The Crowne Plaza in Copenhagen came up with a novel idea to generate electricity by installing "electricity producing bicycles in its gym for guests to use." The hotel claimed to want to create "a world first by giving guests the chance to help power the hotel whilst getting fit at the same time." The payoff for the guest is a "locally produced complimentary meal encouraging guests to not only get fit but also reduce their carbon footprint and save electricity and money." They can also use the new electric bicycles "to monitor how much electricity they’re producing via iPhones mounted on the handle bars. Avid fitness fans can also, from June, race against the hotel’s solar panel system in a bid to produce the most electricity."
In a similar vein, Crowne Plaza hotels all over (with a test run in Europe) are embarking on a " new drive to save energy by reminding businessmen and women to switch
off laptops and mobile phones in the evening." Guests choosing the "service" will receive a call to their room "reminding them to turn off their technology at 7pm." A not so ancillary benefit to guests is that by turning off gadgets they get a good nights sleep as when left on through the night the gadgets are only "a physical disturbance but a constant reminder of work that
needs to be done." Evidently, in the incessant chase for productivity guests end up being less productive as a consequence of sleep deprivation.
Other chains are not to be outdone in the endeavor to reduce one's carbon footprint by enlisting their guests. The Hilton in Nagoya, Japan announced earlier this week that the hotel "has started offering its guests free use of bicycles to get around the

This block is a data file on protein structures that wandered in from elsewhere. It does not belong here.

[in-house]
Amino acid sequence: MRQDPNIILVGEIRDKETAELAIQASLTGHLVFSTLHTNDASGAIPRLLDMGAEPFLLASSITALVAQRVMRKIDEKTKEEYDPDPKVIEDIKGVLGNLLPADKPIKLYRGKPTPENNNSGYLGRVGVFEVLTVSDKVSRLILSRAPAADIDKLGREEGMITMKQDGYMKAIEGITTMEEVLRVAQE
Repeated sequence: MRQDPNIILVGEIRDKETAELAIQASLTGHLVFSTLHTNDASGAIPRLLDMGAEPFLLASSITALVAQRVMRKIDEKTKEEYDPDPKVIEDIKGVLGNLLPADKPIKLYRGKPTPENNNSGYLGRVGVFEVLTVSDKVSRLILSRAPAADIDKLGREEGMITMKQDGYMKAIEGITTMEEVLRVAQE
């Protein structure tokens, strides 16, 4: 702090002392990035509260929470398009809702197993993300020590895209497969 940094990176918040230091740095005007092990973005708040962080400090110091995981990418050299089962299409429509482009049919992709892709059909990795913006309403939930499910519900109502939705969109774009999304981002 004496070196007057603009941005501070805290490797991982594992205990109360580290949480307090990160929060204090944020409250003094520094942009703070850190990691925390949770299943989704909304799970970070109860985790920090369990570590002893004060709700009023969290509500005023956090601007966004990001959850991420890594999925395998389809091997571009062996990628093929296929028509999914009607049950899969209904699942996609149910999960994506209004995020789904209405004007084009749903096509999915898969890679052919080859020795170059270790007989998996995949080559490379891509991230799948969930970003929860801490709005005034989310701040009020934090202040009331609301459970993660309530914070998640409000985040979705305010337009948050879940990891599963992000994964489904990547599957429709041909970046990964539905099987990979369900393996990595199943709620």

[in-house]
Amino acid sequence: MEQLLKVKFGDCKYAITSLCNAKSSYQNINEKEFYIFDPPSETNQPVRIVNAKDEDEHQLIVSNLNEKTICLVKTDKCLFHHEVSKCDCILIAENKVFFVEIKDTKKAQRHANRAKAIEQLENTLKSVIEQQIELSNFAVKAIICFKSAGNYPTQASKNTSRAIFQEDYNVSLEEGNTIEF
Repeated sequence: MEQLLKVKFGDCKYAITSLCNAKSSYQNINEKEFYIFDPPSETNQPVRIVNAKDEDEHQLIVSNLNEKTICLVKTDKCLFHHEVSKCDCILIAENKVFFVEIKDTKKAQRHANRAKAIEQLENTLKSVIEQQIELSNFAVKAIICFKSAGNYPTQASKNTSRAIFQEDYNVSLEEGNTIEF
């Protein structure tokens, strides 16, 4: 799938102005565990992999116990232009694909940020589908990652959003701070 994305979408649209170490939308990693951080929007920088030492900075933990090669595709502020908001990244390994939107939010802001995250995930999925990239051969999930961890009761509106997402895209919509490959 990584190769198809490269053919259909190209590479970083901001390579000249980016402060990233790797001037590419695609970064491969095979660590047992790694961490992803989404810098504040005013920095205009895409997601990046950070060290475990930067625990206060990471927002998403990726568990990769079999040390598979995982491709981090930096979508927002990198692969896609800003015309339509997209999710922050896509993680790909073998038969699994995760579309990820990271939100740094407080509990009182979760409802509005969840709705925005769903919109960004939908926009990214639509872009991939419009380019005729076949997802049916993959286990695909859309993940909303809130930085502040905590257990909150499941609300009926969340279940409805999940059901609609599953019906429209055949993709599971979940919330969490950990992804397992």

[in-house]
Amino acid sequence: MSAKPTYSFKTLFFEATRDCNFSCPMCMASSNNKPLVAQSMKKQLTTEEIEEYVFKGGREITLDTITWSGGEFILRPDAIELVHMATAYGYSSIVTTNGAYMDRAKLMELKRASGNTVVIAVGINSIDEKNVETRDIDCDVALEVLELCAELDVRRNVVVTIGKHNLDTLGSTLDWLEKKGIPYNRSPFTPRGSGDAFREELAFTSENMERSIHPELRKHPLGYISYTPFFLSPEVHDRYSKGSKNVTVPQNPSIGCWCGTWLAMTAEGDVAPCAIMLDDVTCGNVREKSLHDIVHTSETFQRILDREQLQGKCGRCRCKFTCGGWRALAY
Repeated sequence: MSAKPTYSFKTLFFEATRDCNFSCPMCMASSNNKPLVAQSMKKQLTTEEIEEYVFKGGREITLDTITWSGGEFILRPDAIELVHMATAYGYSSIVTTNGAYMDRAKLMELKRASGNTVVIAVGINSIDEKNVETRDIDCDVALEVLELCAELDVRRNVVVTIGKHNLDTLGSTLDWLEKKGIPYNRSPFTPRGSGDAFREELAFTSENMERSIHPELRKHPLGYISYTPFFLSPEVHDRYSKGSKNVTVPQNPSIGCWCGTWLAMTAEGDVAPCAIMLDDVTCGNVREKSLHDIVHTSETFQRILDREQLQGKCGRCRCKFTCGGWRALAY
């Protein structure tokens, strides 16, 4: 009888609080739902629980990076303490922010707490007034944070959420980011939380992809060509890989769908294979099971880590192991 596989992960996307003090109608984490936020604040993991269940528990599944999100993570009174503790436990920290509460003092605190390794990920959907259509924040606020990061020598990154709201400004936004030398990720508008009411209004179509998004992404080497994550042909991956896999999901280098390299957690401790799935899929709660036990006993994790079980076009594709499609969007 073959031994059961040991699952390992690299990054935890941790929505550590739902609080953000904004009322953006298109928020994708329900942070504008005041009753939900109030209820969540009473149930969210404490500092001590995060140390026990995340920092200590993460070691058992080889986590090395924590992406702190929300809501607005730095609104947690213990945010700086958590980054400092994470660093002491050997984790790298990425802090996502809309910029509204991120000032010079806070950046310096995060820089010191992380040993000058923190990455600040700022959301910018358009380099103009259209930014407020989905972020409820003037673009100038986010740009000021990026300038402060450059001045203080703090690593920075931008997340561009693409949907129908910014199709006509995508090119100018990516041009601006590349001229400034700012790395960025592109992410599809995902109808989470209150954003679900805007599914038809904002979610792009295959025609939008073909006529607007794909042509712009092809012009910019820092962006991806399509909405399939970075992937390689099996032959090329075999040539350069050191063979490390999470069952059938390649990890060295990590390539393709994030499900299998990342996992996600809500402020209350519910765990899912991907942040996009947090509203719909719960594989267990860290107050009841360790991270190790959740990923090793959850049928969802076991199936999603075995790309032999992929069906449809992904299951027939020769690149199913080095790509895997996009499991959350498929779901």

city, part of an experiment that the company hopes will be adopted by
its properties around the world."
Some cities around the world have already successfully implemented the free bicycle idea; these include Paris, Barcelona, Geneva, Stockholm,
Montreal and finally, London which plans on rolling it out in July of this year. Two other Japanese Cities (Kyoto and Nara) have already launched a tourist tricycle which "features washi doors (a traditional form of
Japanese paper) and lithium-ion batteries. The latter enables the ‘car’
to travel at up to a heady 25 mph. The former adds to the quirky
appearance." While many resorts around the world have offered cycles for guests, incorporating both as a fitness and energy saying idea that reduces the carbon footprint in an urban setting is likely to catch on in many more places. Manhattan next?